(also PSN, connectionless network)
Packet-switched network definition
A packet-switched network is a digital communication network that first breaks down data into small packets and then transmits each packet individually from the source to the end node via a network channel. Each packet contains a portion of the data and metadata. Packets can take different routes to the same destination, where the network reassembles them into the original message.
Packet-switched network advantages
- Efficiency. A packet-switched network uses resources efficiently because it transmits each packet individually. As a result, it can route packets around congested areas or avoid failed network components, dynamically managing available resources and optimizing communication links.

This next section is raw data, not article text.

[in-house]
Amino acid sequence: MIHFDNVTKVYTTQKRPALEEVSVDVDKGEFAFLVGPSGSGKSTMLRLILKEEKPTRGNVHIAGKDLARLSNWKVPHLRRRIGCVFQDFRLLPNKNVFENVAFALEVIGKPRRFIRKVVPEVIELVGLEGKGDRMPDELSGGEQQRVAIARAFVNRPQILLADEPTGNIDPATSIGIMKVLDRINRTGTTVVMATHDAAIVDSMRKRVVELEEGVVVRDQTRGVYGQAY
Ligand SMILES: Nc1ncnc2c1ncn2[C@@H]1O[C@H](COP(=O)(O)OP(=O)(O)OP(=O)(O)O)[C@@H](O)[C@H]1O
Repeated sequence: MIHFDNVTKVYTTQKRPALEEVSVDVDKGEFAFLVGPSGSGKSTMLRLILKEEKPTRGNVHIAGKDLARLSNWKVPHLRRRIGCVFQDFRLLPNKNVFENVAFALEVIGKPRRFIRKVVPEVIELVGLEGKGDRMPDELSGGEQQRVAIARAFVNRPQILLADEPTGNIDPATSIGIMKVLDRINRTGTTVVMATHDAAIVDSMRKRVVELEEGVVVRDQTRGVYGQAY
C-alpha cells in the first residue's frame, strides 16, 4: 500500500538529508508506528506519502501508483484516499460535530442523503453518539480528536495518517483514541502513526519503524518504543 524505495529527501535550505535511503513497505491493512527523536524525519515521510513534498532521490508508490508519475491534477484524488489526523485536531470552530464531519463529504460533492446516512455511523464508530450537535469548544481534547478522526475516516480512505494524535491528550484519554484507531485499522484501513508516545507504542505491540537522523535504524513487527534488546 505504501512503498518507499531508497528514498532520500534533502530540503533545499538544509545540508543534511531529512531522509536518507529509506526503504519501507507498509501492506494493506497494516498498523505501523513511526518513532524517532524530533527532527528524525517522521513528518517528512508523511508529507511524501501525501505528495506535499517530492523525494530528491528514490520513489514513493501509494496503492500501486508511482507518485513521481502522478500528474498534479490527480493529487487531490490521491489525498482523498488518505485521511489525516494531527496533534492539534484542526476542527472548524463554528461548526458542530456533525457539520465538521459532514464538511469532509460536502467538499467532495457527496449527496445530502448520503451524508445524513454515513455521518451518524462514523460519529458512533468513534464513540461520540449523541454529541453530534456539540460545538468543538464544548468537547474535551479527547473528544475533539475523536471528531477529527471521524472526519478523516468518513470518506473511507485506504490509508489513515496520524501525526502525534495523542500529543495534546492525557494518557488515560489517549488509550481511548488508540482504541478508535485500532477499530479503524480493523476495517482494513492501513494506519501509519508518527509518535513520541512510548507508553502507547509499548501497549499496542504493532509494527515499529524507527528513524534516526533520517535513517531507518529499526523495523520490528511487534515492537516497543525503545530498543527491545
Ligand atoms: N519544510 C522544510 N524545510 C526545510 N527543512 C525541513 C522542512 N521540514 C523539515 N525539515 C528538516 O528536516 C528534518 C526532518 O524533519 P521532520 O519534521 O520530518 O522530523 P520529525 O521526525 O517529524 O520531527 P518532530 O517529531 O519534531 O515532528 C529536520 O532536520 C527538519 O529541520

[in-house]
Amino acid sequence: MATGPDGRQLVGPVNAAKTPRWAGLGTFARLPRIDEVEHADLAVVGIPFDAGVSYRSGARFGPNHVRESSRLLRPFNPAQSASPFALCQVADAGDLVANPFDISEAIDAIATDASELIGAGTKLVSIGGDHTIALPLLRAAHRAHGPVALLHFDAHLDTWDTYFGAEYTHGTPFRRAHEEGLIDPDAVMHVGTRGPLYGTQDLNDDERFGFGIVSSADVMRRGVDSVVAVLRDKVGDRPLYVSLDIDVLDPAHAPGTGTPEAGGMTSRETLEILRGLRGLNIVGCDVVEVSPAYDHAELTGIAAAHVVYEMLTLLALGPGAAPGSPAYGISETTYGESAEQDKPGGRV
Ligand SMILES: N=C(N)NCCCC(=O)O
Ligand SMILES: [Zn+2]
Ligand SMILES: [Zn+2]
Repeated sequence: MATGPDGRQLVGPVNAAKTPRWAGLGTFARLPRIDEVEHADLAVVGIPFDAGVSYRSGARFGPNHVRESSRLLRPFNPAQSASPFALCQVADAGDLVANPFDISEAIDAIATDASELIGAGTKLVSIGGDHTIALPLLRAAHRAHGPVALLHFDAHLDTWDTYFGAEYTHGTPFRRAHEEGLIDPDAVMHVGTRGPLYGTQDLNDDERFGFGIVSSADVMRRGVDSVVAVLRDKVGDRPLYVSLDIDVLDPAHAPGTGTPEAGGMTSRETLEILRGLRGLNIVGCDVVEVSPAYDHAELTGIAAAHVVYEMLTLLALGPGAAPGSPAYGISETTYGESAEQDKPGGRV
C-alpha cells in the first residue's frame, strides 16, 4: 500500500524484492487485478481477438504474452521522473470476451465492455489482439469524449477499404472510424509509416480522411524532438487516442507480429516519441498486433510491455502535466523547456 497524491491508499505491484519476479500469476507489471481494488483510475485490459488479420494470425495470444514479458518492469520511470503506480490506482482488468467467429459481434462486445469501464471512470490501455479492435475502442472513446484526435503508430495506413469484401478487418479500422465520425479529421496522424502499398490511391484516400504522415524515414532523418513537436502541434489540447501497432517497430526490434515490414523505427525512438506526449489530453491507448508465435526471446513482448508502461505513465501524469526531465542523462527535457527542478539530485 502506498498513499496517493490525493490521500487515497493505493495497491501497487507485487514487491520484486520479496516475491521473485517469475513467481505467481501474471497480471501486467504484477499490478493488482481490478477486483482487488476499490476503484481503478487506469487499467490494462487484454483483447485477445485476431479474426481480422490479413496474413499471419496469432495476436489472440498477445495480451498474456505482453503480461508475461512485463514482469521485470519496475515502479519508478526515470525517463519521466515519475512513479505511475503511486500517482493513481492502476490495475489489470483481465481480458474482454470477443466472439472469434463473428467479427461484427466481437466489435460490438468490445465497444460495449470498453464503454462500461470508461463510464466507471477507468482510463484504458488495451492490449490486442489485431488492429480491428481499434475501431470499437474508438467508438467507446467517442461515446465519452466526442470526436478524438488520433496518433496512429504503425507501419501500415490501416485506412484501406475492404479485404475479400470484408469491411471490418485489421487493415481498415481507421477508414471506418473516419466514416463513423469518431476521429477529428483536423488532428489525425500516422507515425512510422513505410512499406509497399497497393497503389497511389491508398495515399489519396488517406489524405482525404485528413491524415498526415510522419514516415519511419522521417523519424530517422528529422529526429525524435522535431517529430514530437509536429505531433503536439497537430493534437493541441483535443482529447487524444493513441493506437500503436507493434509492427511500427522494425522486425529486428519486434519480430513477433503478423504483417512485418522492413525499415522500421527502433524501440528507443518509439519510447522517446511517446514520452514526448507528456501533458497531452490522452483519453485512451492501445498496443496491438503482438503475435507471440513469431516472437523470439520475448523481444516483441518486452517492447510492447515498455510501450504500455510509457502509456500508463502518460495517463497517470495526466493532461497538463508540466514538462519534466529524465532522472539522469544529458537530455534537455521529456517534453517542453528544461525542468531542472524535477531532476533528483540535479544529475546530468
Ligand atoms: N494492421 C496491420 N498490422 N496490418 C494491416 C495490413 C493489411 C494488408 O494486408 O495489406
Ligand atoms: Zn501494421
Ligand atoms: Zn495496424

- Scalability. A packet-switched network can easily accommodate a growing number of users or amounts of data.
- Fault tolerance. Since the packet-switched network can reroute packets to avoid problematic areas, it ensures better reliability.
- Flexibility. It can adapt to varying traffic patterns and prioritize different data types.
Packet-switched network disadvantages
- Packet loss. Losing or dropping packets during transmission can cause data corruption or the need for retransmission, affecting network performance.
- Security concerns. Since data is transmitted in separate units, ensuring data security and privacy on packet-switched networks is more challenging.
- Variable latency. Because packets take a different path to their destination, they can cause unpredictable latency, which might impact time-sensitive applications.